No specific degree is required to hold a relevant position in the FM area, in contrast with other appointments in a company. This also applies to more mature markets, such as those in the UK or the Netherlands. The difference is that in those countries, because accessing specific careers in Facility Management is easier, it is increasingly more common to see people with this degree at a managerial level. In any event, having a degree in FM does not necessarily guarantee that it will be possible to apply the acquired theoretical knowledge, which must go hand in hand with experience. Problems arise when there is a no understanding of methodology, solely practical experience. To put it another way, it would be like comparing a qualified physician with a quack. Once the former has acquired experience, he or she will become an excellent professional. The charlatan, on the other hand, needs a great deal of training before being able to progress to another level, despite the fact that his or her current occupation covers a need, albeit a limited one.
Training is not exclusive to the most high-profile professionals, and this is one of the most influential factors in the development of many Facility Management professionals (I explained here why I avoid using the term facility manager…) In a large company, if there is a FM director, the department will be made up of 50, 100 or even more team members, who should be able to climb the job ladder and make headway. This is achieved not only through experience gained from the work itself, but also by broadening one’s outlook, solving problems, or applying new methodologies or more modern technologies. This is what training accomplishes. Thereafter, it would be necessary to identify precisely which training is the most appropriate for each individual, subject to his or her current position, objectives and projection.
In recruitment processes, we have noticed increasing demand for profiles with specific knowledge in FM. This occurs at all levels or on all planes, from directors to assistants in any given area. Although exactly what they should know is often unknown, it is requested in the job description regardless, even if it is not well defined. When what is requested is very specific, for example, design of service levels or bidding process strategies, we recommend relatively pertinent candidates, who we can duly train to perform the functions called for. Notwithstanding, the equation is simple: the more they know, the more they should be paid.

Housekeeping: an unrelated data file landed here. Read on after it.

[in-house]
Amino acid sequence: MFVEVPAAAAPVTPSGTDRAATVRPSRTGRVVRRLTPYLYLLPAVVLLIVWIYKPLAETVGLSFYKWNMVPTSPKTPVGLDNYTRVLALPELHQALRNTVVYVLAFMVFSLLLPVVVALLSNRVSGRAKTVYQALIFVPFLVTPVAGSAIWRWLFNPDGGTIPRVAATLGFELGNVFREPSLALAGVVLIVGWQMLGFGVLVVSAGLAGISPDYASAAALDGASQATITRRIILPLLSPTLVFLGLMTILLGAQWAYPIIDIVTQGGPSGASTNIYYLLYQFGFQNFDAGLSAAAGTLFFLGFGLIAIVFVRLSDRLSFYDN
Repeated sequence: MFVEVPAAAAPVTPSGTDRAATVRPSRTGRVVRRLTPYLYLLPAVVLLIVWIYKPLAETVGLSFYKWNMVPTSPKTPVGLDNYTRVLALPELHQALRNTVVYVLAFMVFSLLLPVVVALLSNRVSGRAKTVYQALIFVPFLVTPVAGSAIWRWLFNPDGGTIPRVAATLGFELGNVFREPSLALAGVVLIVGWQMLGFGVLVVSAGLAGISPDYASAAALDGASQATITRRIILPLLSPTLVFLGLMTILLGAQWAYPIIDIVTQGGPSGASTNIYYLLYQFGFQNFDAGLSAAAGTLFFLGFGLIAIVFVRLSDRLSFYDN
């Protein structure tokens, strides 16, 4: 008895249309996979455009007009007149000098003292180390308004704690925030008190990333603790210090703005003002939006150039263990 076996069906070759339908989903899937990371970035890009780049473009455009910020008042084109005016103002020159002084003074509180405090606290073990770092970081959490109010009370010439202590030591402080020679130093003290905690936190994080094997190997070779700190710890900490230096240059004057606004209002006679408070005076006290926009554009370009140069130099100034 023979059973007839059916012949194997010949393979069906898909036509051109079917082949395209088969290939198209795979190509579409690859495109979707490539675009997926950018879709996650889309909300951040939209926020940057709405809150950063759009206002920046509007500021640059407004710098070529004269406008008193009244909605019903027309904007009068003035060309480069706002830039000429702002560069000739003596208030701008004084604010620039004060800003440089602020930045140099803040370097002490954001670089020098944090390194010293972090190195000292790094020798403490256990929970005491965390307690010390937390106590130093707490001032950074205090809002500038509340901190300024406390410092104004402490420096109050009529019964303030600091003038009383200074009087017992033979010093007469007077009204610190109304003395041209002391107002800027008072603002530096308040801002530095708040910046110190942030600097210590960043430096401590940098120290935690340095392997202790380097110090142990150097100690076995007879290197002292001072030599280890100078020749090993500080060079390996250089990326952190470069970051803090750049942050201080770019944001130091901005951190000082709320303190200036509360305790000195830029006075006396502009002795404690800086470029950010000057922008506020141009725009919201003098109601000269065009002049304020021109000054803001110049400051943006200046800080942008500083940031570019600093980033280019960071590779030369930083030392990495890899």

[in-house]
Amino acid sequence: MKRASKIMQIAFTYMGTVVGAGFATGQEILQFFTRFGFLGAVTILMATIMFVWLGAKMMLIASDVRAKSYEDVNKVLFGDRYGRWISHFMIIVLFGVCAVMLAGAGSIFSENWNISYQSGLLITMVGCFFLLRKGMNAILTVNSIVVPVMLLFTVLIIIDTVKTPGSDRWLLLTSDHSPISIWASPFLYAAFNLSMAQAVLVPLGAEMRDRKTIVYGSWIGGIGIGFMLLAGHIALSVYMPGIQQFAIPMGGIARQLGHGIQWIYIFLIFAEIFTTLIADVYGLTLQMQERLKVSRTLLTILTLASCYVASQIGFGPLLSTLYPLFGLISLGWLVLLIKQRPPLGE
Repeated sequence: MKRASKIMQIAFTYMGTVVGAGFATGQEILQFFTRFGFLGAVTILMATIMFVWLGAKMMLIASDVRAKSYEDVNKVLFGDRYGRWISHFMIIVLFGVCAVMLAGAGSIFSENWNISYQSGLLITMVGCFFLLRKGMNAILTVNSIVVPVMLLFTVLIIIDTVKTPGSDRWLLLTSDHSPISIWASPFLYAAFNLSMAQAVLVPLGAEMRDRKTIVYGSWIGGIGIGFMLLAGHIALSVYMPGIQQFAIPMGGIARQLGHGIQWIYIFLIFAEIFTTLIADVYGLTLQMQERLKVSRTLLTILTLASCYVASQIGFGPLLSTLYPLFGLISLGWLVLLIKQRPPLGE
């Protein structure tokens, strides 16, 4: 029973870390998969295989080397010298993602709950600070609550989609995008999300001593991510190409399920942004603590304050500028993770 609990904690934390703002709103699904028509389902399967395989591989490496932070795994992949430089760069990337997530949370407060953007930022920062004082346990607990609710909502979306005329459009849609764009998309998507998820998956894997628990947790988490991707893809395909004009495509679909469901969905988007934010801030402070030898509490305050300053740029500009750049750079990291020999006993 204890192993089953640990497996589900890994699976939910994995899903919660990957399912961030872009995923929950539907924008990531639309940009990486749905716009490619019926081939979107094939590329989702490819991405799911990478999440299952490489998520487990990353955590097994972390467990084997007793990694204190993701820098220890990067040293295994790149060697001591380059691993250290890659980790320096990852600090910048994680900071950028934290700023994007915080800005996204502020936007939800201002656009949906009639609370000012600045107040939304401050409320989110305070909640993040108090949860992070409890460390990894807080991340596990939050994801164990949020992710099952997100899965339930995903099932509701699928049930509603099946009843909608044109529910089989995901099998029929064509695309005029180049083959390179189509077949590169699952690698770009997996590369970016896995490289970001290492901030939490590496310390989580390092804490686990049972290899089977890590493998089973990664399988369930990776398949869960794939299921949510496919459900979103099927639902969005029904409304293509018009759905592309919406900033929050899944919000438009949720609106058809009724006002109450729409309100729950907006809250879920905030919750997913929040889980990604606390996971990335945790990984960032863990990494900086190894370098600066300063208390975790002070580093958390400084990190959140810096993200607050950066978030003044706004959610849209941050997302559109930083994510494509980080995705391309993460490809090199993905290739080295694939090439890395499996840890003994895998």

Soon enough, those members of the FM team who have been in the job for some time and will continue to be there in the foreseeable future will be required to undergo training in accordance with their position. It stands to reason that not everybody needs to have done an Executive Master or specialisation courses, and that a mere professional accreditation is not enough for outstanding profiles. Nevertheless, all members of the department will need to share the same perception of Facility Management. Thus, everyone will understand the objectives of the model and will be able to contribute from their positions to its proper functioning. Those who do not bring themselves up to speed will find it hard to form part of the daily schedule; their contribution to the group will be less significant, leading to the resulting consequences.
Good training not only facilitates a more accurate understanding of where everyone stands and results in people acknowledging they are part of a team, but also benefits professional development within that unit of the company. In turn, this will lead to other areas of the organization recognising the competence and skills of the support area. In the past, career progression within the FM department was based on how long you had worked there, rather than what you could contribute. Today, knowledge and keeping abreast of developments and trends will be the measure. This will mark the difference between stagnation and progress, both with regards to the position itself, and its corresponding pay rise.